Hittite armies receive reinforcements this week with these three light 2-man chariots, perfect to support the heavier 3-man chariots we launched last week.
These sets continue our focus on the Battle of Kadesh. You’ll have seen part one of Nigel Stillman’s look at this, the largest chariot battle of all time, published last week – you can read it here.
This is a Hittite or other Anatolian 2-man, 2-horse Light Chariot, with the a crew of a Driver and a choice of Spearman or Archer. This chariot can be used in both Early Hittite and Hittite Empire armies, either as a native Hittite or other central Anatolian, including Gasgan, chariot.
Hittite chariots were lighter in the early period and different to the heavier 3-man chariots of the later Empire period. This chariot cab is constructed with animal hide stretched partly over a wooden frame. It is still of fairly simple design, has no bow cases or quivers, and has wheels with 4 spokes.
Hittite or other Anatolian, 2-man, 2-horse light chariot. with a crew of a Driver, Spearman or Archer. Can be used in both Early Hittite and Hittite Empire armies as a native Hittite or other central Anatolian or Gasgan Chariot.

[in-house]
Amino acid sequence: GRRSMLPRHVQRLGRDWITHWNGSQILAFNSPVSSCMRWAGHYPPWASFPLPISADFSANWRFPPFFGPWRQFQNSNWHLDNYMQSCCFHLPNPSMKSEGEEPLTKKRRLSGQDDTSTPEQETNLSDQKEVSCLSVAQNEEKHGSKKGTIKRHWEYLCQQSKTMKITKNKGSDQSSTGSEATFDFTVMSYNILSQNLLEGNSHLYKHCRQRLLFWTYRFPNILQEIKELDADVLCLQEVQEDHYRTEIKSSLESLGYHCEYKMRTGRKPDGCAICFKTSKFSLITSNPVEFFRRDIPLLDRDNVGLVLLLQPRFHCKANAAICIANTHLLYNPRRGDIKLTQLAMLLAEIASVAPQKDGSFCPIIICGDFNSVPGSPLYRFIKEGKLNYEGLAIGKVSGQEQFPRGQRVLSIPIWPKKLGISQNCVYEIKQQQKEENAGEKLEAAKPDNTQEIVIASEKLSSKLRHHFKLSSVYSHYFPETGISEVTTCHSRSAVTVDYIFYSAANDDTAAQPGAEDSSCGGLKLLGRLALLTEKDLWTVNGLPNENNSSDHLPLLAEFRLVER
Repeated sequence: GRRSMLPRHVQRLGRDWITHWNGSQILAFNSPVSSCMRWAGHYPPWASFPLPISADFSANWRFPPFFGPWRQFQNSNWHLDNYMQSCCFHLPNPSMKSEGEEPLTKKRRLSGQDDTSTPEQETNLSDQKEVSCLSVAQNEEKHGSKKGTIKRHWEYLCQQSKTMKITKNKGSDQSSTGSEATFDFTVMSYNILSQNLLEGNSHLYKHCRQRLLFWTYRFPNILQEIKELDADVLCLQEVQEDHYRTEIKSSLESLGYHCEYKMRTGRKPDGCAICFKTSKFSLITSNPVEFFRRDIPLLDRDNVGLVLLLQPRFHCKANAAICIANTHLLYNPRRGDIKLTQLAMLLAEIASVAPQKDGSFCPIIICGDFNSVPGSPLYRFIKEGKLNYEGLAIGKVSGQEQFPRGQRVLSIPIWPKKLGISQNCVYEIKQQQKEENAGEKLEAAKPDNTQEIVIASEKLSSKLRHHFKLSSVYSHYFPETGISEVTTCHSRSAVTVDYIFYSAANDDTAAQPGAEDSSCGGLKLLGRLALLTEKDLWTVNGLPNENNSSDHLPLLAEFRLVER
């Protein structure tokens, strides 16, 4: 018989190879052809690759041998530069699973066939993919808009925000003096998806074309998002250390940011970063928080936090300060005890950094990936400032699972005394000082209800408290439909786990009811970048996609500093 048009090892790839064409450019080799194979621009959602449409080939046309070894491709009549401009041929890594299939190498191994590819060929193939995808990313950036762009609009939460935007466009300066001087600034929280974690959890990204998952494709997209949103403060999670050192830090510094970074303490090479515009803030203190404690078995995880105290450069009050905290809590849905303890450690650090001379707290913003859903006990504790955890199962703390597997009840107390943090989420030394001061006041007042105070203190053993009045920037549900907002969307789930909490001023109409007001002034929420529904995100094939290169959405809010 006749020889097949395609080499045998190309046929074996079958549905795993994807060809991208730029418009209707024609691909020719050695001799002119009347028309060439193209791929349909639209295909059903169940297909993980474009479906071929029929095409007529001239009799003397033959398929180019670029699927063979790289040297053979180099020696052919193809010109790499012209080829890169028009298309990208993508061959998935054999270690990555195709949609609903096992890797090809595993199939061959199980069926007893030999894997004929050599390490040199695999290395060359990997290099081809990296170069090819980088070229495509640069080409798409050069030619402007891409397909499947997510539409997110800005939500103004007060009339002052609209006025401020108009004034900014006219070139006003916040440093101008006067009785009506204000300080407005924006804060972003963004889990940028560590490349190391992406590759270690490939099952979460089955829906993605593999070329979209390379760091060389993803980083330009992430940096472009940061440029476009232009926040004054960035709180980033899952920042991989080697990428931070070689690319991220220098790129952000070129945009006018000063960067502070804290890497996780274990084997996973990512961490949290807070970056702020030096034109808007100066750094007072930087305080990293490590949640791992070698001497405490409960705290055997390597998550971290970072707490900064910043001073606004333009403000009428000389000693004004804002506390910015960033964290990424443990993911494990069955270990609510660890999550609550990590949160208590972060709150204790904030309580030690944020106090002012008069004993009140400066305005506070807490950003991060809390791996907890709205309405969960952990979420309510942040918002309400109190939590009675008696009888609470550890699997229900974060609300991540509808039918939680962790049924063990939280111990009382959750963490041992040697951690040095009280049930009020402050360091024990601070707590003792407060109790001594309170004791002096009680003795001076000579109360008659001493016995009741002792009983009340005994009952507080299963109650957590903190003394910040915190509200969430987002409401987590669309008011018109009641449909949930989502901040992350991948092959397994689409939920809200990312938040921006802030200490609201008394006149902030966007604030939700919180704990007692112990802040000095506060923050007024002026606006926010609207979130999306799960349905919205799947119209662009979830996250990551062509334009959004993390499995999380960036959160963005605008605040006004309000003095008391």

This chariot cab is constructed with a wooden frame, fully covered by animal hide, and has wheels with 6 spokes.
Hittite or other Anatolian 2-man, 2-horse Light Chariot, with option for crew of either an Archer or Commander. Can be used in both Early Hittite and Hittite Empire armies, including those of other central Anatolian and northern Anatolian (Gasgan) states.
This chariot cab is constructed from a wooden frame, covered fully by animal hide; has bow cases on the sides and has wheels with 6 spokes. Chariots like this were still used by Hittite armies in the Late Bronze Age.
The new light chariots are an ideal foil for the heavy chariots here. There are loads more Hittite releases on the way as well as the spectre of the New Kingdom Egyptians on the horizon…